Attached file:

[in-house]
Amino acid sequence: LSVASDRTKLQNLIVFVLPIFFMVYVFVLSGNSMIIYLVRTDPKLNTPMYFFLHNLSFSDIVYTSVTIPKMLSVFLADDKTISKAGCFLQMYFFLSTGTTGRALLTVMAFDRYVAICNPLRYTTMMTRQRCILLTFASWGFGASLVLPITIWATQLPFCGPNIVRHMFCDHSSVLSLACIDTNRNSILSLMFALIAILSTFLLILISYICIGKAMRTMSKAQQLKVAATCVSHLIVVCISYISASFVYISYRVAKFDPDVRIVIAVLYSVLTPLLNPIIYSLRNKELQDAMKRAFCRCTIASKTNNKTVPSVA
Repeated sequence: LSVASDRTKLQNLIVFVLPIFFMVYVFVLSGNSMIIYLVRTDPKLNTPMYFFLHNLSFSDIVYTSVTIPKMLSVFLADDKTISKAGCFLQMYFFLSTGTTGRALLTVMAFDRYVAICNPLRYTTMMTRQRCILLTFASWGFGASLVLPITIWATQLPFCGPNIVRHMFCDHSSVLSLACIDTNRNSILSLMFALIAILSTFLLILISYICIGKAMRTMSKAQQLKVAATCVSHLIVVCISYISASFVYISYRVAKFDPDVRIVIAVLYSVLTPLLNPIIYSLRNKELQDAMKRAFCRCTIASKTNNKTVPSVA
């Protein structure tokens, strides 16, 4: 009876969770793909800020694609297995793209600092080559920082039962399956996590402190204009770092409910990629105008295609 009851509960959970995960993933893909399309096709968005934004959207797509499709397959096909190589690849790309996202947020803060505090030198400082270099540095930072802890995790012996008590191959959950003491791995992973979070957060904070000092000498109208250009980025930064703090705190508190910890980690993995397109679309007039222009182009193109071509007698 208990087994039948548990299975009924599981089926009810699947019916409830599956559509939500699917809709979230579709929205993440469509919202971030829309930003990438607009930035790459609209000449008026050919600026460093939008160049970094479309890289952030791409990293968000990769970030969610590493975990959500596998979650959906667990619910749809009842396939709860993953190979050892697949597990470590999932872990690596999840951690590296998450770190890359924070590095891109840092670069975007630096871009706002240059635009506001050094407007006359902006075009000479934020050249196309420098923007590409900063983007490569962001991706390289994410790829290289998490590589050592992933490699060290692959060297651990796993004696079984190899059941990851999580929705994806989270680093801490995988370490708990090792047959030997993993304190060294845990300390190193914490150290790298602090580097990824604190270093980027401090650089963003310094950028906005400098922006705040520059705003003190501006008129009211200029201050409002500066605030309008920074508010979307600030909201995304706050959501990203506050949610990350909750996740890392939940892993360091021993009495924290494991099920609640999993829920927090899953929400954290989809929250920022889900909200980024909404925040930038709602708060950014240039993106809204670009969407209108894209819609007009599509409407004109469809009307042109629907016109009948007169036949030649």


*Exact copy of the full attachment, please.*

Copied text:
[in-house]
Amino acid sequence: LSVASDRTKLQNLIVFVLPIFFMVYVFVLSGNSMIIYLVRTDPKLNTPMYFFLHNLSFSDIVYTSVTIPKMLSVFLADDKTISKAGCFLQMYFFLSTGTTGRALLTVMAFDRYVAICNPLRYTTMMTRQRCILLTFASWGFGASLVLPITIWATQLPFCGPNIVRHMFCDHSSVLSLACIDTNRNSILSLMFALIAILSTFLLILISYICIGKAMRTMSKAQQLKVAATCVSHLIVVCISYISASFVYISYRVAKFDPDVRIVIAVLYSVLTPLLNPIIYSLRNKELQDAMKRAFCRCTIASKTNNKTVPSVA
Repeated sequence: LSVASDRTKLQNLIVFVLPIFFMVYVFVLSGNSMIIYLVRTDPKLNTPMYFFLHNLSFSDIVYTSVTIPKMLSVFLADDKTISKAGCFLQMYFFLSTGTTGRALLTVMAFDRYVAICNPLRYTTMMTRQRCILLTFASWGFGASLVLPITIWATQLPFCGPNIVRHMFCDHSSVLSLACIDTNRNSILSLMFALIAILSTFLLILISYICIGKAMRTMSKAQQLKVAATCVSHLIVVCISYISASFVYISYRVAKFDPDVRIVIAVLYSVLTPLLNPIIYSLRNKELQDAMKRAFCRCTIASKTNNKTVPSVA
């Protein structure tokens, strides 16, 4: 009876969770793909800020694609297995793209600092080559920082039962399956996590402190204009770092409910990629105008295609 009851509960959970995960993933893909399309096709968005934004959207797509499709397959096909190589690849790309996202947020803060505090030198400082270099540095930072802890995790012996008590191959959950003491791995992973979070957060904070000092000498109208250009980025930064703090705190508190910890980690993995397109679309007039222009182009193109071509007698 208990087994039948548990299975009924599981089926009810699947019916409830599956559509939500699917809709979230579709929205993440469509919202971030829309930003990438607009930035790459609209000449008026050919600026460093939008160049970094479309890289952030791409990293968000990769970030969610590493975990959500596998979650959906667990619910749809009842396939709860993953190979050892697949597990470590999932872990690596999840951690590296998450770190890359924070590095891109840092670069975007630096871009706002240059635009506001050094407007006359902006075009000479934020050249196309420098923007590409900063983007490569962001991706390289994410790829290289998490590589050592992933490699060290692959060297651990796993004696079984190899059941990851999580929705994806989270680093801490995988370490708990090792047959030997993993304190060294845990300390190193914490150290790298602090580097990824604190270093980027401090650089963003310094950028906005400098922006705040520059705003003190501006008129009211200029201050409002500066605030309008920074508010979307600030909201995304706050959501990203506050949610990350909750996740890392939940892993360091021993009495924290494991099920609640999993829920927090899953929400954290989809929250920022889900909200980024909404925040930038709602708060950014240039993106809204670009969407209108894209819609007009599509409407004109469809009307042109629907016109009948007169036949030649």